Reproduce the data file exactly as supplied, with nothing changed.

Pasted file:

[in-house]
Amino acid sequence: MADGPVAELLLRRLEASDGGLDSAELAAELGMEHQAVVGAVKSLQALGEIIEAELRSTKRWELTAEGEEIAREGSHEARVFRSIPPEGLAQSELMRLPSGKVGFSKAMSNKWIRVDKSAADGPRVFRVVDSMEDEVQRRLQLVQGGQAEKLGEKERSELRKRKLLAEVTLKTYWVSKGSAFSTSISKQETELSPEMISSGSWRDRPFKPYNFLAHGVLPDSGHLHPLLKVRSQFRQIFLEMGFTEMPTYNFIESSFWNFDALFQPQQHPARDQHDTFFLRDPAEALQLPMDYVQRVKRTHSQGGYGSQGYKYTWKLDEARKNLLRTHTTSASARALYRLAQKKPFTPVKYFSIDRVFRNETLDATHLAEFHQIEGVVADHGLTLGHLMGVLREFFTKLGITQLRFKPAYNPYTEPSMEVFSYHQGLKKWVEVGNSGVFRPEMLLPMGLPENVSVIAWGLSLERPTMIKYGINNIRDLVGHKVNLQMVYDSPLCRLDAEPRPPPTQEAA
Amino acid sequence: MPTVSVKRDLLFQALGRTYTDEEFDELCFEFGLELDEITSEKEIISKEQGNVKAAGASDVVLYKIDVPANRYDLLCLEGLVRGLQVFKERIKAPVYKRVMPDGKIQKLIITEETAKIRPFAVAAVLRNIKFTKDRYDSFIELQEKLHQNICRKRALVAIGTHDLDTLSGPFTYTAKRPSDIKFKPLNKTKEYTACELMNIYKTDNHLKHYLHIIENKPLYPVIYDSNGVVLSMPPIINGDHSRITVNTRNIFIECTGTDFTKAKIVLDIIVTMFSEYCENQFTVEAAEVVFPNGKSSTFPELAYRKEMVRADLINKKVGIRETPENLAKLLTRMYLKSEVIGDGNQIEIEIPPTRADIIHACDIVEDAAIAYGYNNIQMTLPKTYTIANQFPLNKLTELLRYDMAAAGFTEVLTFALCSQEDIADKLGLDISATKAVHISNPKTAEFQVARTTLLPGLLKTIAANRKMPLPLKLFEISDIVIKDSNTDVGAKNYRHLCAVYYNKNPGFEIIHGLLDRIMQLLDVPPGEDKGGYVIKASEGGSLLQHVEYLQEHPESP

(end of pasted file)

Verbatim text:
[in-house]
Amino acid sequence: MADGPVAELLLRRLEASDGGLDSAELAAELGMEHQAVVGAVKSLQALGEIIEAELRSTKRWELTAEGEEIAREGSHEARVFRSIPPEGLAQSELMRLPSGKVGFSKAMSNKWIRVDKSAADGPRVFRVVDSMEDEVQRRLQLVQGGQAEKLGEKERSELRKRKLLAEVTLKTYWVSKGSAFSTSISKQETELSPEMISSGSWRDRPFKPYNFLAHGVLPDSGHLHPLLKVRSQFRQIFLEMGFTEMPTYNFIESSFWNFDALFQPQQHPARDQHDTFFLRDPAEALQLPMDYVQRVKRTHSQGGYGSQGYKYTWKLDEARKNLLRTHTTSASARALYRLAQKKPFTPVKYFSIDRVFRNETLDATHLAEFHQIEGVVADHGLTLGHLMGVLREFFTKLGITQLRFKPAYNPYTEPSMEVFSYHQGLKKWVEVGNSGVFRPEMLLPMGLPENVSVIAWGLSLERPTMIKYGINNIRDLVGHKVNLQMVYDSPLCRLDAEPRPPPTQEAA
Amino acid sequence: MPTVSVKRDLLFQALGRTYTDEEFDELCFEFGLELDEITSEKEIISKEQGNVKAAGASDVVLYKIDVPANRYDLLCLEGLVRGLQVFKERIKAPVYKRVMPDGKIQKLIITEETAKIRPFAVAAVLRNIKFTKDRYDSFIELQEKLHQNICRKRALVAIGTHDLDTLSGPFTYTAKRPSDIKFKPLNKTKEYTACELMNIYKTDNHLKHYLHIIENKPLYPVIYDSNGVVLSMPPIINGDHSRITVNTRNIFIECTGTDFTKAKIVLDIIVTMFSEYCENQFTVEAAEVVFPNGKSSTFPELAYRKEMVRADLINKKVGIRETPENLAKLLTRMYLKSEVIGDGNQIEIEIPPTRADIIHACDIVEDAAIAYGYNNIQMTLPKTYTIANQFPLNKLTELLRYDMAAAGFTEVLTFALCSQEDIADKLGLDISATKAVHISNPKTAEFQVARTTLLPGLLKTIAANRKMPLPLKLFEISDIVIKDSNTDVGAKNYRHLCAVYYNKNPGFEIIHGLLDRIMQLLDVPPGEDKGGYVIKASEGGSLLQHVEYLQEHPESP